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*Featured in The Times top ten crime novels of the decade*
‘This book is so, so good. Forensic, beautiful and gripping’ Graham Norton
‘A masterpiece by the woman who may be Britain’s finest living crime novelist’ Daily Telegraph
Glasgow, 1957. It is a December night and William Watt is desperate. His family has been murdered and he needs to find out who killed them.
He arrives at a bar to meet Peter Manuel, who claims he can get hold of the gun that was used. But Watt soon realises that this infamous criminal will not give up information easily.
Inspired by true events, The Long Drop follows Watt and Manuel along back streets and into smoky pubs, and on to the courtroom where the murder trial takes place. Can Manuel really be trusted to tell the truth? And how far will Watt go to get what he wants?
‘Absorbing… this is a bravura performance, a true original’ Ian Rankin
‘Revisits a dark episode in Glasgow’s past… Mina navigates the uneasy territory between fact and fiction with consummate grace’ Val McDermid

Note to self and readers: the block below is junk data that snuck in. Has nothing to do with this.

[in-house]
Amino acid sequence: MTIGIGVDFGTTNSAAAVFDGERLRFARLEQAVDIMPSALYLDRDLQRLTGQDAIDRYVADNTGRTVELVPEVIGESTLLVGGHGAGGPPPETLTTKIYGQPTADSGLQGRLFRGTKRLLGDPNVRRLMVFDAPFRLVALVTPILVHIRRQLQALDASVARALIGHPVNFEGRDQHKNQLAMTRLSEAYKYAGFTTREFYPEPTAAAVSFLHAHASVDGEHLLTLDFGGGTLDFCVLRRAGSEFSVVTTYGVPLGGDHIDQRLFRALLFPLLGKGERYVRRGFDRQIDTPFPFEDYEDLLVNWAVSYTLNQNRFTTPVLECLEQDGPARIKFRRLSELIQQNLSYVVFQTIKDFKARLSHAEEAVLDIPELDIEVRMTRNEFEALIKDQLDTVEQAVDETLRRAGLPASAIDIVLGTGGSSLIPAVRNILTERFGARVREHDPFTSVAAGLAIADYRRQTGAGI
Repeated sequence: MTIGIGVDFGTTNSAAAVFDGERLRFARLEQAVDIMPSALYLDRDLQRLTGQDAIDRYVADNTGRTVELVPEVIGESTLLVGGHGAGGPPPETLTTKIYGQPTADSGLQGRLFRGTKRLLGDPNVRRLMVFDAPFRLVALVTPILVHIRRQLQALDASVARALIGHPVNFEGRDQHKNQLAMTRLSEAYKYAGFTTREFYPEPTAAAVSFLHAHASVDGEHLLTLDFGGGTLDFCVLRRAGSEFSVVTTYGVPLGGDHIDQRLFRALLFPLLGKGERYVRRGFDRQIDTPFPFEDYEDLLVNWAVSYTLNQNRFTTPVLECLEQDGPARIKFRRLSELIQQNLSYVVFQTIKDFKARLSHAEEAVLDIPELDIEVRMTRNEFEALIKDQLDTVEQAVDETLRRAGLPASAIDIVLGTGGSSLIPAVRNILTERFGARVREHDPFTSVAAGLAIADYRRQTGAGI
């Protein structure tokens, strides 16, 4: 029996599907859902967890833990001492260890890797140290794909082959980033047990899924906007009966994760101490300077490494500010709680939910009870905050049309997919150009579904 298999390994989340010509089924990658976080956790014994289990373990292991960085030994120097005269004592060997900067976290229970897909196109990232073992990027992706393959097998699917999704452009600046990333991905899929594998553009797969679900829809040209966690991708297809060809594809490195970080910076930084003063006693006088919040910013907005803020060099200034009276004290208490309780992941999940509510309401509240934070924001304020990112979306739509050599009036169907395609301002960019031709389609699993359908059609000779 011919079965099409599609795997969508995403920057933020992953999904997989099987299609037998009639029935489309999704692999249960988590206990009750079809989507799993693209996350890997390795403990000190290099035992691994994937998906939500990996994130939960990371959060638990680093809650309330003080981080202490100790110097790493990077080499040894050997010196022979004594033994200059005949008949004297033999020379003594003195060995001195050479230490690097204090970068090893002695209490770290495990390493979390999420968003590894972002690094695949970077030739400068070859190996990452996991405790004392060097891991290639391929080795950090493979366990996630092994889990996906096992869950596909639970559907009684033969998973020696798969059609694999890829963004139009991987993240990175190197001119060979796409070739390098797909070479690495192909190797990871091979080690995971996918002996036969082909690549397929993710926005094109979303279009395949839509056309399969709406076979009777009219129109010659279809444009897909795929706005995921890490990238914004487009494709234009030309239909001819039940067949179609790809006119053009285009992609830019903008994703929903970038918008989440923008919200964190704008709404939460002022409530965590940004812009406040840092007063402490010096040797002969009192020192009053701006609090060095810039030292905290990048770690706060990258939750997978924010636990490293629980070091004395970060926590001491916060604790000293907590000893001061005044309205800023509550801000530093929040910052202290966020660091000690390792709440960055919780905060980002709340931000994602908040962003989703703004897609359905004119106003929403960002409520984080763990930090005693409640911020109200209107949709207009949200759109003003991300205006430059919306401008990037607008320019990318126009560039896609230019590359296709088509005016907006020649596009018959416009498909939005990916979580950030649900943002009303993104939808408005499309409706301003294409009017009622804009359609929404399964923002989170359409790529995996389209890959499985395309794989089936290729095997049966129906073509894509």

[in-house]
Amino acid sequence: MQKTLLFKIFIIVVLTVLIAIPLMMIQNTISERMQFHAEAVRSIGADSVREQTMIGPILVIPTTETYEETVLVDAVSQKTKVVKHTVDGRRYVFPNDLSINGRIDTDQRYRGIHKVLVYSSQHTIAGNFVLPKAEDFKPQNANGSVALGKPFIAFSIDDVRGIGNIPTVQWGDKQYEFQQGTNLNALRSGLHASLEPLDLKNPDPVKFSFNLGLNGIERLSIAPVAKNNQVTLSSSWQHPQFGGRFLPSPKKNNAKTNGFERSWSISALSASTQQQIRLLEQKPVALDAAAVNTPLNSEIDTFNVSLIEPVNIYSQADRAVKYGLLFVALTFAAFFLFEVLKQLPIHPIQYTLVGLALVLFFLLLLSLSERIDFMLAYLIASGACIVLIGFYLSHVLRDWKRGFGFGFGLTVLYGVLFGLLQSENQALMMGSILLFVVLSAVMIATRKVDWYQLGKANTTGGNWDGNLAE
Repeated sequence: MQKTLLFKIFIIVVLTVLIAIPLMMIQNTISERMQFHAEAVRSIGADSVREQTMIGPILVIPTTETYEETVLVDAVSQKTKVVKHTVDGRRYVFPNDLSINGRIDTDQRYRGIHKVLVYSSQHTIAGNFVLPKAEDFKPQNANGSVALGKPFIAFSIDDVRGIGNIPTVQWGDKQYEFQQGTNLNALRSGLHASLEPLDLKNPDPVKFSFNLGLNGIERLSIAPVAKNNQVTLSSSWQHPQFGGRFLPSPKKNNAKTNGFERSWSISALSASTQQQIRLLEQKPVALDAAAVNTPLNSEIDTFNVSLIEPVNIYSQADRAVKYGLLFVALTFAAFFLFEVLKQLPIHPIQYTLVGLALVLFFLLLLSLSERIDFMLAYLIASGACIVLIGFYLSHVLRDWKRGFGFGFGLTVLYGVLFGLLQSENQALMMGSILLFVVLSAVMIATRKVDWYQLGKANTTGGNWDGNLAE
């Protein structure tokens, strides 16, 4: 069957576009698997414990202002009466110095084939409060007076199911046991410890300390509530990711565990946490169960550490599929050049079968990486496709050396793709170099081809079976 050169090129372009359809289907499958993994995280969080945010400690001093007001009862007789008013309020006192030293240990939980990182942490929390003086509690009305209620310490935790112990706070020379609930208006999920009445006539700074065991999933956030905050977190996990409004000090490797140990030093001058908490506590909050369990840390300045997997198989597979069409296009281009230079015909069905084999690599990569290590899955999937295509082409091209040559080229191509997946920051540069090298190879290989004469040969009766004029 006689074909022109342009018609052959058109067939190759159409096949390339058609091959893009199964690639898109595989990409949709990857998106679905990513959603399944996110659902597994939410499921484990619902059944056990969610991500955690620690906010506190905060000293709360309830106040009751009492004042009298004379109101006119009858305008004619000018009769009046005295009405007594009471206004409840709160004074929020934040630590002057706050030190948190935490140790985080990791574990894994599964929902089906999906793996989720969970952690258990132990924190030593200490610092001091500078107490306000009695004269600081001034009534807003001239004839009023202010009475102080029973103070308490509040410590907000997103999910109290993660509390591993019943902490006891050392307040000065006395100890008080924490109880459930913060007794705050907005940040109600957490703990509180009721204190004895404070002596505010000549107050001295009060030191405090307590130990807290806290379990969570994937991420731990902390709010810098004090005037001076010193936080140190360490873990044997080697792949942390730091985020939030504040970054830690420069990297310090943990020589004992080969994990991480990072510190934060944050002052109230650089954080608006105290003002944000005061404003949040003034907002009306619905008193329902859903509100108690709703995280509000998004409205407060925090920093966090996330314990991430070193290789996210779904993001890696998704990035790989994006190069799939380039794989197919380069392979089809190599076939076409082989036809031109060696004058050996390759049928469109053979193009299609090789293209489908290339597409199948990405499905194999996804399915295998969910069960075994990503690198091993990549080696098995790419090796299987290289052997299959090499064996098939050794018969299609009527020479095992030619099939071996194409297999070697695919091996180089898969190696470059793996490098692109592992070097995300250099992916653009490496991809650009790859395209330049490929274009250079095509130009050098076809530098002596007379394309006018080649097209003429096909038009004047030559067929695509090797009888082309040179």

In this outstanding standalone, set in late-1950s Glasgow, from Edgar-finalist Mina (Blood, Salt, Water), William Watt stands accused of butchering his wife, daughter, and sister-in-law, but he vehemently proclaims his innocence. Only ace attorney Laurence Dowdall saves him from prison, but public sentiment is against him, forcing Watt to take on the mantle of amateur crime-solver. This is how he meets Peter Manuel, career criminal, convicted burglar, suspected rapist. The two form a strange alliance after Manuel promises to show Watt where the murder weapon is hidden but for a price. With knifelike precision, Mina flicks between the bizarre 12 hours Watt and Manuel spend together getting drunk in Glasgow bars, and Manuel's later trial, where's he's on the dock not only for the murder of the Watt family but also the slaughter of another trio, asleep in their beds. The question of guilt or innocence is irrelevant, and the gray of the in-between reigns supreme. And while Mina's usual tough female protagonists are absent, the presence of women presses as near as the crush of bodies eager to attend Manuel's trial.